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Delaying the inevitable?

Published: Friday 29 June 2018

  • UK growth boost supports Sterling strength
  • Financial Stability Report undermines Sterling
  • Dearth of data focuses markets on politics and monetary policy
  • Trade wars only strengthen US Dollar

Delaying the inevitable?
A key theme seems to be emerging from the various reports about Brexit discussions – progress is not moving as fast as anyone would like, and it is becoming increasingly likely that there will be a delay in the day that the UK officially leaves the EU. This uncertainty continues to weigh on the Pound, but some slivers of hope remain in the improved and more positive economic data that is trickling through for the UK.
UK growth boost supports Sterling strength
Today’s Gross Domestic Product (GDP) data showed better than expected growth for the UK; and growth forecasts have duly been revised upwards, leading markets to anticipate an increase in the base interest rate in August. Earlier this month, as the Bank of England’s Monetary Policy Committee (MPC) met, this rate increase looked less and less likely. The Pound fell, as there appeared to be a lack of confidence in the robustness of the UK economy.

Financial Stability Report undermines Sterling
The Pound also suffered after the BoE’s Financial Stability Report and ensuing comments from Governor Mark Carney, highlighting the risks of Brexit and potential effects on the UK economy, particularly its financial services. What a difference a few days makes in the markets – and to the fate of the Pound…
Dearth of data focuses markets on politics and monetary policy
There’s not been a great deal of economic data this week, with markets focusing their attention on central bank speeches and what’s been going on in political discussions, debate, and, well, conflict…which is certainly the case for China and the US as trade demands rage on.
Trade wars only strengthen US Dollar
Trade war fears continue to strengthen as the US and China stand firm and the US sets its sights on trade with the EU. This is sending ripples of uncertainty through global markets and weakening all but the US Dollar, given its safe haven status. US economic growth figures came in lower than expected, along with slightly slower consumer expenditure and employment figures, but as the American economy is enormous and the US Dollar will always remain attractive in times of political uncertainty, it managed to brush this news off.
Euro suffers from disappointing data and political problems
The Euro has weakened following lower German inflation and the political situation in Germany, along with political pressures and protectionist sentiment from prominent EU members, including France and Italy. Considering the reliance of the Eurozone on its major economies, this is a very real concern for both the Euro and the wider European economy.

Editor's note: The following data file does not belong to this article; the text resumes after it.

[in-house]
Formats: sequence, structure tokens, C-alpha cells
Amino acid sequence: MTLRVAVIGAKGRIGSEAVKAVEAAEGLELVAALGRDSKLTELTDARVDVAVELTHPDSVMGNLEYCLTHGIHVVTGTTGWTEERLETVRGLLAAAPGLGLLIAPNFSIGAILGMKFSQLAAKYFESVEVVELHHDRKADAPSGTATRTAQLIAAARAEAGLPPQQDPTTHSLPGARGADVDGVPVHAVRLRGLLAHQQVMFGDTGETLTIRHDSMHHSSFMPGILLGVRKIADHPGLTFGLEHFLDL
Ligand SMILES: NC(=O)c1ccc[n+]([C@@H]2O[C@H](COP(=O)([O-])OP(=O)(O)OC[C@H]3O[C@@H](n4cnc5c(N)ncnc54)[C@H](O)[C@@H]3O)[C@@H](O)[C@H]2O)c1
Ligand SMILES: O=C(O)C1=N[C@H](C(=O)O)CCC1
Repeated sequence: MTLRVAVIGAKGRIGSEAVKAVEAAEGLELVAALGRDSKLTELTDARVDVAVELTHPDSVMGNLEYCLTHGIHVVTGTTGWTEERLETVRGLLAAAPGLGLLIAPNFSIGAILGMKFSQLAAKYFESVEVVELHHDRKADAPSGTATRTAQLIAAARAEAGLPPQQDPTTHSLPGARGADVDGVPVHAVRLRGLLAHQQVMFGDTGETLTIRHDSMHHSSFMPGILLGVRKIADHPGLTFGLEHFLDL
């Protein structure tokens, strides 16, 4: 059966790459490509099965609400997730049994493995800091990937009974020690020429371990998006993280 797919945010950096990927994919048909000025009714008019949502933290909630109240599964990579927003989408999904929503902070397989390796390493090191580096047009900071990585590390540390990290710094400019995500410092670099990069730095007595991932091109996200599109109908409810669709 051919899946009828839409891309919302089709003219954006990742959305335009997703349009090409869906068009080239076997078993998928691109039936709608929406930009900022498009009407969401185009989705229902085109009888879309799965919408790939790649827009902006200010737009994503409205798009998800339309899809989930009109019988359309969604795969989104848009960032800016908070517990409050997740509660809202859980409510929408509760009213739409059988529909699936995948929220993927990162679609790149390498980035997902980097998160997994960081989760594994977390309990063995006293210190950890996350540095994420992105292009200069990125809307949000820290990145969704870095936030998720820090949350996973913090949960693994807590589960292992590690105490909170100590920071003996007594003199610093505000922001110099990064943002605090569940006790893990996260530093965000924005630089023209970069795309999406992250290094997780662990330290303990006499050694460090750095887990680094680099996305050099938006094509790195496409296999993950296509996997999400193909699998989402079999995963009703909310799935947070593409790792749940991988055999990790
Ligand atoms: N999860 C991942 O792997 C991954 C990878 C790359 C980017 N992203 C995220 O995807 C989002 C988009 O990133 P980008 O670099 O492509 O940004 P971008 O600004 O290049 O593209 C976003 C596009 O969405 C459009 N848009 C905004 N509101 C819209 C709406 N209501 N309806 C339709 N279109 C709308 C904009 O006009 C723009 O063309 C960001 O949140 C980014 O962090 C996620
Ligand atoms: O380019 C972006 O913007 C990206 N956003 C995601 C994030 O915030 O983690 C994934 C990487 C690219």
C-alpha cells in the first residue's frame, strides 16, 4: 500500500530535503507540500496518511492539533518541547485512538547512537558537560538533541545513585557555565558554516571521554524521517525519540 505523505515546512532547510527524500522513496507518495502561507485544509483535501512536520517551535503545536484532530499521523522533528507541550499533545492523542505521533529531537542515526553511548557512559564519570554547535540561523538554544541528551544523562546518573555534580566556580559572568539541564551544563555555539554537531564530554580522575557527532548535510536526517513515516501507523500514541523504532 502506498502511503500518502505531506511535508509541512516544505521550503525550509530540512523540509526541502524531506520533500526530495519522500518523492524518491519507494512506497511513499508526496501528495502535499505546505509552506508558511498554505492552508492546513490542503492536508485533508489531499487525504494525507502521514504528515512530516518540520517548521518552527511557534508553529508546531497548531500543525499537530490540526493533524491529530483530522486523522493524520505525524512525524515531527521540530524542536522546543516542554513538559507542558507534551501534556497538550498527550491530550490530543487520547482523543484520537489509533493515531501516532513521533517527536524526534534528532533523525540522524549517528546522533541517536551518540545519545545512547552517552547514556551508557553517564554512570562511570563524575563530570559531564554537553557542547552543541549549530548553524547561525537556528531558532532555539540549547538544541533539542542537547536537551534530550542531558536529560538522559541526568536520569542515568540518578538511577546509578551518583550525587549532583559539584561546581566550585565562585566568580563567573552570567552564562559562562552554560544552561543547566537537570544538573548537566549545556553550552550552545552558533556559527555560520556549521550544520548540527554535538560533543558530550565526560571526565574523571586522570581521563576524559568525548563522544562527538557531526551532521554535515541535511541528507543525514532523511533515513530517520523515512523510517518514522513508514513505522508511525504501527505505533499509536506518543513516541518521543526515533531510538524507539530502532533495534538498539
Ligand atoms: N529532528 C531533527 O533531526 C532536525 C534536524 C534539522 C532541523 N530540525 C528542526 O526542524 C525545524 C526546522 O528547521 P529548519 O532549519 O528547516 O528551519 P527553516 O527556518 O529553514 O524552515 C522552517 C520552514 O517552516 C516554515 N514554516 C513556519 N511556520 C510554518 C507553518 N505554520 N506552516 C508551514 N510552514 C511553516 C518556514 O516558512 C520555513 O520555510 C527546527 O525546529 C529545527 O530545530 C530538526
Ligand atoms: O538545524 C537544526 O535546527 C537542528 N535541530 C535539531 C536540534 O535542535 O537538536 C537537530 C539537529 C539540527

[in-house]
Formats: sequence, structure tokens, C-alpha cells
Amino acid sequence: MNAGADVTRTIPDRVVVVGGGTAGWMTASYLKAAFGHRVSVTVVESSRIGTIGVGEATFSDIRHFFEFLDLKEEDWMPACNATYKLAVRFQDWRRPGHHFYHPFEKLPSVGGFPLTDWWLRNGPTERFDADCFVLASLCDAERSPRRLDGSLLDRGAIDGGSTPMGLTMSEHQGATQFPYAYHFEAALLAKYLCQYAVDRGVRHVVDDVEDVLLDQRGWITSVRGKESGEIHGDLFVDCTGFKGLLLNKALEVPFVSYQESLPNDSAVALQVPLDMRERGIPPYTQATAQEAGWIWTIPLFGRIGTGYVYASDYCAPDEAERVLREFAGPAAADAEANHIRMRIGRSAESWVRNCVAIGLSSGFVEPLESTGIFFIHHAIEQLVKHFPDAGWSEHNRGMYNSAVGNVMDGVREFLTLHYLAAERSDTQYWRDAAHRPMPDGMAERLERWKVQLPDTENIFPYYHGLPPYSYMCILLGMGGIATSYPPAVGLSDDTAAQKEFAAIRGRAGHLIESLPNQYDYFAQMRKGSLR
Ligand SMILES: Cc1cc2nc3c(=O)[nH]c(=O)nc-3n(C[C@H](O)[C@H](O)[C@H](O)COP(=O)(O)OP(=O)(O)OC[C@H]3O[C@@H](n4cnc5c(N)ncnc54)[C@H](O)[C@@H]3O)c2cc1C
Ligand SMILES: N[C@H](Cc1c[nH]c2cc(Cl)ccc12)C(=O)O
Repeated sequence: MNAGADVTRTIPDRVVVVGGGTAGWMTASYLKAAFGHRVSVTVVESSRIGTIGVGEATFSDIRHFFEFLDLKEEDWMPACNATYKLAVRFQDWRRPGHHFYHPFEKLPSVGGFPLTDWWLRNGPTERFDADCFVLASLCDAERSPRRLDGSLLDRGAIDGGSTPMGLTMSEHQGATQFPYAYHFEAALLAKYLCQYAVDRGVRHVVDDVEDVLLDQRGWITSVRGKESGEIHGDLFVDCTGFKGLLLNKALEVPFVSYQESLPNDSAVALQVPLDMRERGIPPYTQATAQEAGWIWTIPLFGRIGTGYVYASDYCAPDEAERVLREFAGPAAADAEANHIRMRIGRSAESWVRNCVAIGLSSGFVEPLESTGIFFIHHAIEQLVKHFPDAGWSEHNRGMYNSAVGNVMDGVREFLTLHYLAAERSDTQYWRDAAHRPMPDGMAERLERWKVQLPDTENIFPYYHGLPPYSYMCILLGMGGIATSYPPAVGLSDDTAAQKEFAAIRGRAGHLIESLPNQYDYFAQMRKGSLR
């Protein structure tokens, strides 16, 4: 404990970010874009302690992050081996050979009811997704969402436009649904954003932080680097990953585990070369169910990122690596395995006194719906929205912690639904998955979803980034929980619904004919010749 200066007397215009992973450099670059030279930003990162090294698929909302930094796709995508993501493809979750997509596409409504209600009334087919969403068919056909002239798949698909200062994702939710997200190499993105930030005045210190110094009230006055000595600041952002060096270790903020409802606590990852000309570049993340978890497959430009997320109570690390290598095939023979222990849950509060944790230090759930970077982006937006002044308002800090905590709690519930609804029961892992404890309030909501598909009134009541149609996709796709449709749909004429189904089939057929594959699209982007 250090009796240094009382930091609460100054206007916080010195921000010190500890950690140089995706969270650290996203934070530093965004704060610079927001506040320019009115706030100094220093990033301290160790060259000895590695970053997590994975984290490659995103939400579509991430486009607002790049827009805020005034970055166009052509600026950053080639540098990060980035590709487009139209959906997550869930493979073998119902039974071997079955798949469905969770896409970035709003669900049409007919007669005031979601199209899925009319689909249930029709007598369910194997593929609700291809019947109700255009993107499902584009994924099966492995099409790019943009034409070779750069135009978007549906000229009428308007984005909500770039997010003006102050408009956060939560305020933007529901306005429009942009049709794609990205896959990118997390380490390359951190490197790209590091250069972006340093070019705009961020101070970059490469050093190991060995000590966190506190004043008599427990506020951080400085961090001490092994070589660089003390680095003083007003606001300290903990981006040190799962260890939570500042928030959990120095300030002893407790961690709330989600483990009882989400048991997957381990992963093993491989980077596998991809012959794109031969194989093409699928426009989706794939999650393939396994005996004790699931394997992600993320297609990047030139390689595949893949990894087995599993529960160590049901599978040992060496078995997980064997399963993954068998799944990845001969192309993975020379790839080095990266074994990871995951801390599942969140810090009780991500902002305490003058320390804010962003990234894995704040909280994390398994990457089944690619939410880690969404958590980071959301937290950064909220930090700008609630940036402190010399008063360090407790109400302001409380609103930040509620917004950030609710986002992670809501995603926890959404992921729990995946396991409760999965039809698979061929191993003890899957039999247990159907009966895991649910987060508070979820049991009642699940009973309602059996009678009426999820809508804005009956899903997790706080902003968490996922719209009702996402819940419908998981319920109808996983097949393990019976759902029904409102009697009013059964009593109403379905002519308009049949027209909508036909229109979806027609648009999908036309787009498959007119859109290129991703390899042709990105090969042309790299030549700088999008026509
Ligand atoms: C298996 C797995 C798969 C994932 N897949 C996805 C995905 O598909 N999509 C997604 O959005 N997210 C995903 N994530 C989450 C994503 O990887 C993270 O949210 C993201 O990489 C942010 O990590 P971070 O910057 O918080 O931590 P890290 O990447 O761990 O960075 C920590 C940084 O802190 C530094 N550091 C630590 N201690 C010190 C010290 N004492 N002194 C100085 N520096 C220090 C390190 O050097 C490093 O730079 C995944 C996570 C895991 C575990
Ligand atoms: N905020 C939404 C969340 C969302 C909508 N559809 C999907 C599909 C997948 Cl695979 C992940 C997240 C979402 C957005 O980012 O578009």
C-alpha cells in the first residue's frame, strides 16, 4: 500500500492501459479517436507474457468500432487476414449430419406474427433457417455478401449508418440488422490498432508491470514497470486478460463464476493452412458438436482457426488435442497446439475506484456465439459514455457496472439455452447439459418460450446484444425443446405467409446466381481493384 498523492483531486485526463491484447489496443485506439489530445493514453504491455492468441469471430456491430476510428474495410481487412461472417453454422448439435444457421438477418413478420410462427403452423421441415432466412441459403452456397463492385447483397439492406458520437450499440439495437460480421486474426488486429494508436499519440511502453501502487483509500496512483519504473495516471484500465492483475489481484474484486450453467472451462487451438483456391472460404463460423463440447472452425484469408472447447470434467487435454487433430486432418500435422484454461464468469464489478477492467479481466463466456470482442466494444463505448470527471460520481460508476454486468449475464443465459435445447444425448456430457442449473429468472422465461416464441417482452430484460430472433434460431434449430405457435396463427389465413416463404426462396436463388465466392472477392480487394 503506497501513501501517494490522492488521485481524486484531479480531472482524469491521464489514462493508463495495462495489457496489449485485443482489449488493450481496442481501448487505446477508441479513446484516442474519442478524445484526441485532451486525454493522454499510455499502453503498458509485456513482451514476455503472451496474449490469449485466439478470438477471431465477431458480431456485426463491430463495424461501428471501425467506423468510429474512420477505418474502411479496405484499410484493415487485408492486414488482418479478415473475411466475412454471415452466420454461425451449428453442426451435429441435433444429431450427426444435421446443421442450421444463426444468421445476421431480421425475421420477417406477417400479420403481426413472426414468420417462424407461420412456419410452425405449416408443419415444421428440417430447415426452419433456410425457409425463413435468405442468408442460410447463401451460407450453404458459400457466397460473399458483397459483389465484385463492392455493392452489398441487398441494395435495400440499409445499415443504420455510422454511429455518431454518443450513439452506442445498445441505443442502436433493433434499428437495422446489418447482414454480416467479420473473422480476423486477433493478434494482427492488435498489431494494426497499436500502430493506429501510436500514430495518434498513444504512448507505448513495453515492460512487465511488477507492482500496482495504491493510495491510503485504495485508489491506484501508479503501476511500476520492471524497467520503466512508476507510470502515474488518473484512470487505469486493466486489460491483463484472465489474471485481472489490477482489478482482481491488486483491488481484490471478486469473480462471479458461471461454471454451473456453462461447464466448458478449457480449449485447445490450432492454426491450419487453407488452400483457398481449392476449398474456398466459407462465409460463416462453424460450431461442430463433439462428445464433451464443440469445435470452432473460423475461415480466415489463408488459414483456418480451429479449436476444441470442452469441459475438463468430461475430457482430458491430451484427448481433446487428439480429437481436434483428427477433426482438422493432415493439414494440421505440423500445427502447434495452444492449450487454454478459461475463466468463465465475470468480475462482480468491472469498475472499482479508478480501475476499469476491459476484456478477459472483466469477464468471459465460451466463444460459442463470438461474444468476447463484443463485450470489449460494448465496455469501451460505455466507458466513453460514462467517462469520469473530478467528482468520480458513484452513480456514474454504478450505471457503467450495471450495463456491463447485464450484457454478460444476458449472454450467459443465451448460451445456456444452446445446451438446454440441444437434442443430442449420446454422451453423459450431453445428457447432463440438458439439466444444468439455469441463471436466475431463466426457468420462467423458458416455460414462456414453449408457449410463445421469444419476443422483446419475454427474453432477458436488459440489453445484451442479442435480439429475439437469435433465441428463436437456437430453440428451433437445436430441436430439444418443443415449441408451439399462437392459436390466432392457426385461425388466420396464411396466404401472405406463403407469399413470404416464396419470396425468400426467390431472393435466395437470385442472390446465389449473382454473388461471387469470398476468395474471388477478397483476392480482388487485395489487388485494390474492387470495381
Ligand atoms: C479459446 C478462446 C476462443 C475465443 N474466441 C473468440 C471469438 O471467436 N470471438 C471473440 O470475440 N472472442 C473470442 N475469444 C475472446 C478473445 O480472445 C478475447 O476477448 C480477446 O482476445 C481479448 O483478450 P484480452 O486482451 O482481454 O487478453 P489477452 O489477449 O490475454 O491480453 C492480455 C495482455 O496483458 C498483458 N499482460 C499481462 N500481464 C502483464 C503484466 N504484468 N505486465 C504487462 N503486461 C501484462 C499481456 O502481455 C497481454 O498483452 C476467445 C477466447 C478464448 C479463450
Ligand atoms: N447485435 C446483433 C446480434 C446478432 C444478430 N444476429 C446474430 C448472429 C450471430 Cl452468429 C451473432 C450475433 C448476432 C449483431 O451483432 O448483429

Market volatility likely
As a key trading day at the end of the month and at the end of the quarter, we may well see more exchange rate movements for the major partners, the Pound, Euro and US Dollar before the day is done.

Canadian Dollar dips
The Canadian Dollar has also suffered following central bank speeches, as the governor of the Bank of Canada Governor Poloz focused on current economic and political uncertainties and how they could affect the Canadian economy. This followed more poor economic data for Canada. More doom and gloom…

New Zealand maintains interest rate level
The New Zealand Dollar fell on poor business confidence results and an expectation that the New Zealand economy is likely to slow, pushing the New Zealand Dollar to its lowest against the Pound for almost two months, despite the New Zealand trade surplus widening. The Reserve Bank of New Zealand (RBNZ) has kept the interest rate the same, with a largely cautious approach to monetary policy, which could spell a further drop for the New Zealand Dollar if there is no data in shining armour to offer a helping hand…

What to watch out for next week…
With political shenanigans, end of quarter and end of month totting up of various figures and reports, there is going to be volatility across the currency markets. The Pound, Euro and the commodity currencies are all in focus for investors, in the face of trade wars, questions about political allegiance, monetary policy, and, of course, economic strength. Just how healthy is the global economy?

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